In Lupalaya there is also an orphanage. We all bought chocolates before going so that we could give them to the kids. They were skeptical of us at first but as soon as they saw the chocolate they loved us. They were fun to be around, but it was difficult to see how they lived. There were about 9 kids in each room and they live in such a high altitude that it is very common for the children to get skin cancer from the sun. I actually held a six-month-old who had skin cancer. Something that also got me thinking was the attitudes of the children. Sometimes it seems as though the problems in my life are so big when in reality I have it so good compared to many people around the world. The kids we saw were so happy, they make the most of what they have, and they have really kind hearts. It is such a humble reminder that I have so much and am in a position to give so much and without this experience I don’t know if I would have ever had that realization. Those children left a really big imprint in my heart and I really hope to in the future get to go back to Lupalaya and help with the water sanitation project and then hope to also help the orphanage with their other needs.

At the Lupalaya orphanage

Anna Meyer: Today I woke up early and ate with my group at the hotel. We left the hotel at 8 in the morning and piled into a land cruiser driven by Ricardo, from Engineers in Action. The destination was Lupalaya, another 1,000 feet up from La Paz near Lake Titicaca. The village is rural and is occupied by a fairly small population, including many orphans from La Paz. We were in the land cruiser for 3 and a half hours. Many of us tried to sleep, but it was merely impossible due to the bad road conditions. We drove through El Alto, a much poorer region of Bolivia. Many of the roads on the way were severely beat up, and some were not paved at all. A normal car would not have made the trip.

At the orphanage, our group gave candies to the kids. I saw the rooms that the children stay in. There were over 20 beds in each room. No privacy, no space. It makes me sad to think about how much less many people have than I do. I have never seen poverty that severe. The caretakers at the orphanage told us that a few days out of the week they sometimes go without water. There are rations in Lupalaya because there is not enough water for everyone there.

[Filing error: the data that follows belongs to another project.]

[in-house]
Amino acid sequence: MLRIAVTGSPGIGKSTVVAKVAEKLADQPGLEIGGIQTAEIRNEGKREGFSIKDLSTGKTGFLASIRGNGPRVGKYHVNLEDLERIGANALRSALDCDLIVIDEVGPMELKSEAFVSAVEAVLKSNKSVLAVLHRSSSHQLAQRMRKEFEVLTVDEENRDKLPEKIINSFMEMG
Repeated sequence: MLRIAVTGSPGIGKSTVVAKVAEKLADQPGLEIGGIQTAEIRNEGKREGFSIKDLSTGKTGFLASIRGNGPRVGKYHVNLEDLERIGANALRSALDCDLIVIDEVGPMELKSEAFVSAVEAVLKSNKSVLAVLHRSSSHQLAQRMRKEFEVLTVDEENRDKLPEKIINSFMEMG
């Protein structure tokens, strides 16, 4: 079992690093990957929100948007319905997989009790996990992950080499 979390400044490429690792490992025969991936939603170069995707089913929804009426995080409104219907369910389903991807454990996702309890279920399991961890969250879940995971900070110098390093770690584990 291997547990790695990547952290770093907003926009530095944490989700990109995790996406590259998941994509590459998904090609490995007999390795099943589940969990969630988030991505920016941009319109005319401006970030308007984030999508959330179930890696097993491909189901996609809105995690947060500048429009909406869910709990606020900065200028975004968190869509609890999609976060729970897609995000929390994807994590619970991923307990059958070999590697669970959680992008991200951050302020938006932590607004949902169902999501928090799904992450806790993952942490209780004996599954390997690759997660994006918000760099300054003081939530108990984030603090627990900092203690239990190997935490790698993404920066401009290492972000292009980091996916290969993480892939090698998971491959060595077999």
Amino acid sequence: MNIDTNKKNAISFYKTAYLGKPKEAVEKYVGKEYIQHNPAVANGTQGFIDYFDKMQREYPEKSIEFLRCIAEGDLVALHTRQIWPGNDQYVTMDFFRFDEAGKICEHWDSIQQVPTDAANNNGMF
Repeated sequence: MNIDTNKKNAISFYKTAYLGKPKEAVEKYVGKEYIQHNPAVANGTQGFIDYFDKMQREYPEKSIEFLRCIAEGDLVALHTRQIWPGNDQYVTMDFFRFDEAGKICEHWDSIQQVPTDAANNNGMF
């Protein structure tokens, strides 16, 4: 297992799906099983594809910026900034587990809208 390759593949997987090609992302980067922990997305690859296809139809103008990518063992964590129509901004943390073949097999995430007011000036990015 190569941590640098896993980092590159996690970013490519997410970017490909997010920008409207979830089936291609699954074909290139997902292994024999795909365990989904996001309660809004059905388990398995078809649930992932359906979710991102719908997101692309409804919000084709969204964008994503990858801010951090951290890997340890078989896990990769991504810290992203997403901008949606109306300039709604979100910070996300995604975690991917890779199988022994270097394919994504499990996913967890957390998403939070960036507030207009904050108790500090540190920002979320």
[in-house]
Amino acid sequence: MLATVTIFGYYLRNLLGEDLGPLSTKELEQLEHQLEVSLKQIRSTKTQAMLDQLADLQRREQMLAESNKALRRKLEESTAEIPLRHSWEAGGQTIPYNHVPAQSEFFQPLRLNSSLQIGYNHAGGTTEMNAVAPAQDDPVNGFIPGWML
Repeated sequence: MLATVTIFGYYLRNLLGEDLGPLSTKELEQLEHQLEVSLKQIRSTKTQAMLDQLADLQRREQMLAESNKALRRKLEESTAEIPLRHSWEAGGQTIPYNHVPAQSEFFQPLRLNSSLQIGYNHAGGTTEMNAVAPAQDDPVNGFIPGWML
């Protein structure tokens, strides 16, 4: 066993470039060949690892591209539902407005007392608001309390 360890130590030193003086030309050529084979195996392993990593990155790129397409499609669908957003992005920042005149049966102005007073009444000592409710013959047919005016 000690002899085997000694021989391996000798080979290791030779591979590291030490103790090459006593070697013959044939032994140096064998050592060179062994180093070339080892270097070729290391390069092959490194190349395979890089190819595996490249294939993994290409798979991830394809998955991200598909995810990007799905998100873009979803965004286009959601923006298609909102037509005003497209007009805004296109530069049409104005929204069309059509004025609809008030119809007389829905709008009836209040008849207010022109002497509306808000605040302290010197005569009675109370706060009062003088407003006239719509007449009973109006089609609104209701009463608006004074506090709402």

That night we went to Martín’s house for dinner. His wife made us such a delicious meal. She made a lasagna with several different types of meat in it. It was a late night on account of us having such a great time. We talked a lot about the differences in education between Bolivia and the United States. It is interesting that in Bolivia, college is free, or mostly free. I think about it a lot when thinking about the different ways governments spend money. I still wonder why the Bolivian government does not prioritize wastewater treatment, but it prioritizes education. This is something I will be looking into more as I write my research paper.

Last Day of Spanish Class

With our Spanish instructors on the last day of class

March 30, 2017

Lauren Reynolds: Today was the last day of classes! It was really fun because we did 3 hours of tutoring and then got to end an hour early to play a Spanish game and eat salteñas! I was absolutely terrible at the game but it was fun to get to use some of the new Spanish vocabulary that we had developed over the last few days. It was bittersweet because our professors were awesome, but it will be nice to have the last two days in Bolivia devoted to all cultural experiences.

There were some moments today that really opened my eyes to how much I take for granted in the States. I take for granted things like getting to have a bed to sleep in every night, always having clean drinking water, and the privilege of going to school. A conversation with a friend about the poverty in Bolivia got us thinking about how we truly didn’t realize how many people did not have homes to go to after a long day of trying to make some money. Also, the issue of clean drinking water is huge. I have been getting used to drinking only bottled water, but if this was going to be a forever thing of not being able to brush my teeth with tap water or simple things like that, I would get really frustrated.